After Years of Advocacy, JUUL Settlement Represents Significant Win

On Tuesday, September 8th, Attorney General Brian Frosh signaled a massive win for public health advocates across Maryland, publicly unveiling a tentative agreement to join a multi-state settlement with JUUL Labs, a vape product manufacturer, worth over $438.5 million.

For years, public health advocates and legislators have sought to curb youth vaping, levying multiple tools to achieve this goal, including public awareness campaigns, new laws, and lawsuits. JUUL held, at one point in time, the greatest share of the vape market due, in part, to its youth-oriented marketing spanning social media posts to flavors known to be appealing to underage users. Attorney General Frosh noted the harm vape products have leveled on Maryland communities in a press release:

‘Marketing nicotine to children is flat out dangerous. It puts kids at risk for a lifetime of addiction,’ said Attorney General Frosh. ‘We hope that this settlement, once finalized, will stop JUUL’s harmful sales practices.’


According to the Attorney General, the $438.5 million would be paid out over five to nine years, with the amounts paid increasing the longer the company takes to make the payments. If JUUL chooses to extend the payment period up to nine years, the final settlement would reach over $476.6 million. Under the settlement, JUUL will refrain from

  • Youth marketing;
  • Operating or directly funding youth education programs;
  • Depicting persons under age 35 in any marketing;
  • Using cartoons in any marketing;
  • Selling flavors not approved by the FDA;
  • Comparing the amount of nicotine in its products with other e-cigarettes or cigarettes in its advertising unless authorized by FDA;
  • Making statements about nicotine content in marketing materials without disclosing the
  • specific nicotine content of the product, unless the FDA requires a different disclosure;
  • Advertising on billboards;
  • Using outdoor advertising near a school;
  • Using paid influencers to promote on any social media platform; and
  • Direct-to-consumer ads unless consumers are age-verified.

For six years, JUUL will also refrain from

  • Paid product placement intended for the public and outside of adult-only facilities;
  • Sale of brand name merchandise;
  • Allowing access to websites without age verification on the landing page;
  • Paid sponsorships for use of its brand name outside of adult-only facilities;
  • Advertising in outlets unless at least 85 percent of the audience is adult;
  • Public transportation advertising;
  • Social media advertising (other than testimonials by individuals over the age of 35 on
  • certain channels, with no unauthorized health claims); and
  • Providing free samples.


In 2013, the Maryland Department of Health (MDH) first began administering the Maryland Youth Risk Behavior and Tobacco Survey, which surveys high school and middle school students on various risk-taking behaviors, including bullying, drug use, sexual behavior, and diet. In 2014, MDH began asking youth whether they “ever used electronic vapor products” and “currently used electronic vapor products.” In its 2014 assessment, 20% of those surveyed had used a vape product, whereas, in 2018, nearly double the number of survey participants answered in the affirmative – 39.7%. In addition, 23% of 2018 participants reported vaping within the previous 30 days leading to the survey.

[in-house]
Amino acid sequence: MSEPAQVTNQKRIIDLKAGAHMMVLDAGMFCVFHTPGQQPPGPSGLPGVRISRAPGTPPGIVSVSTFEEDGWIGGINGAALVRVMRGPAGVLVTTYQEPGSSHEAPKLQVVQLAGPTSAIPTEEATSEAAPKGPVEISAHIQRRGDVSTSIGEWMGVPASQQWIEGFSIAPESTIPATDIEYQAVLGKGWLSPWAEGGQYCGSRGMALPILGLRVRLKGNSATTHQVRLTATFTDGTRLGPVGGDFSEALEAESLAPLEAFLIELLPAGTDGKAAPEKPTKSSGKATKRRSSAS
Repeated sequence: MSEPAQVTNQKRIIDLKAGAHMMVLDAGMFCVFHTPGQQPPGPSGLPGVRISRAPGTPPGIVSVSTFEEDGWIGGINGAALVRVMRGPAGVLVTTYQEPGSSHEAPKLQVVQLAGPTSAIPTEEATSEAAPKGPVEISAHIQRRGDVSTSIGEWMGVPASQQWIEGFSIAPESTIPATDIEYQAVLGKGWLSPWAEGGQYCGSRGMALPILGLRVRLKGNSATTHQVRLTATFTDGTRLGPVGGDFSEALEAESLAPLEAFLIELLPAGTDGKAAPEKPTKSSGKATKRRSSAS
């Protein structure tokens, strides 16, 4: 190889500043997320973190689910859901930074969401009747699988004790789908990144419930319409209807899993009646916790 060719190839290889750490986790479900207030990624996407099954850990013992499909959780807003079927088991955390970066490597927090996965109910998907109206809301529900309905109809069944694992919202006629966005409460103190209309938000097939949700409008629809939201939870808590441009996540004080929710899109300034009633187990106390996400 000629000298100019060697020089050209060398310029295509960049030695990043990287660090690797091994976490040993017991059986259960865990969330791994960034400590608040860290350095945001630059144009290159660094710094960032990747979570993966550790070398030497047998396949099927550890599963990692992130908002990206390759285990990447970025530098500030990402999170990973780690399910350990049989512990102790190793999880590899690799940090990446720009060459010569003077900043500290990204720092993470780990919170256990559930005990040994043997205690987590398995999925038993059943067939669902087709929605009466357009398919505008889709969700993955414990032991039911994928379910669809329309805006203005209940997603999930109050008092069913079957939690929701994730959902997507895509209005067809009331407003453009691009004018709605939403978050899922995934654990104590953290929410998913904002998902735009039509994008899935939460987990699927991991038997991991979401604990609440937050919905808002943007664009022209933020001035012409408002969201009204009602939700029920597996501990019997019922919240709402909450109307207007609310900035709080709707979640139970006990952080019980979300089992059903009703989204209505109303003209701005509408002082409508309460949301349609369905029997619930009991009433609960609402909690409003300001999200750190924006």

The significant jump in youth vaping numbers in Maryland roughly coincided with the emergence of JUUL, first introduced in 2015, and other vape manufacturers whose products included previously unreported, yet significant quantities of nicotine. Earlier this year, the U.S. Food and Drug Administration halted the sale of all JUUL products citing a lack of “sufficient evidence regarding [their] toxicological profile.” In 2020, the FDA significantly limited the sales of flavored vape products, attempting to balance “the public health concerns related to youth use of ENDS products with considerations regarding addicted adult cigarette smokers who may try to use ENDS products to transition away from combustible tobacco products.”

Taking notice of vaping’s popularity among Maryland’s youth, state and local legislators pursued and instituted new laws and policies to address previous federal inaction. At the state level, in 2017, the Maryland General Assembly modernized its definition of “electronic smoking devices” (ENDS) to reflect the products making their way into the marketplace – expanding the definition to include an ENDS “component, part, or accessory.” Through that same reform, ENDS retailers were required to receive state licensure. Moreover, in 2019, as a part of Maryland’s Tobacco 21 initiative, the legislature raised the minimum vape product sales age from 18 to 21. In recent years, additional measures to limit vape flavors and youth marketing have been considered.

At the county level, Montgomery has been especially active in regulating vape products. In 2020, the County passed a flavor ban, which prohibits the distribution of flavored vape products within a half mile of schools and other areas frequented by youth. Montgomery also imposes an excise tax on dealers and distributors of vape products. In 2018, Baltimore City proposed a law that “would expand the definition of smoking devices and ban flavored vaping liquids.” Moreover, Anne Arundel, Baltimore, Frederick, Garrett, Howard, and Montgomery Counties filed lawsuits against JUUL, significantly bolstering the state’s case against the preeminent vape manufacturer.

Considering the many efforts of Maryland and its counties to curb youth vaping, the JUUL settlement represents a significant public health victory.

Read the full Attorney General press release.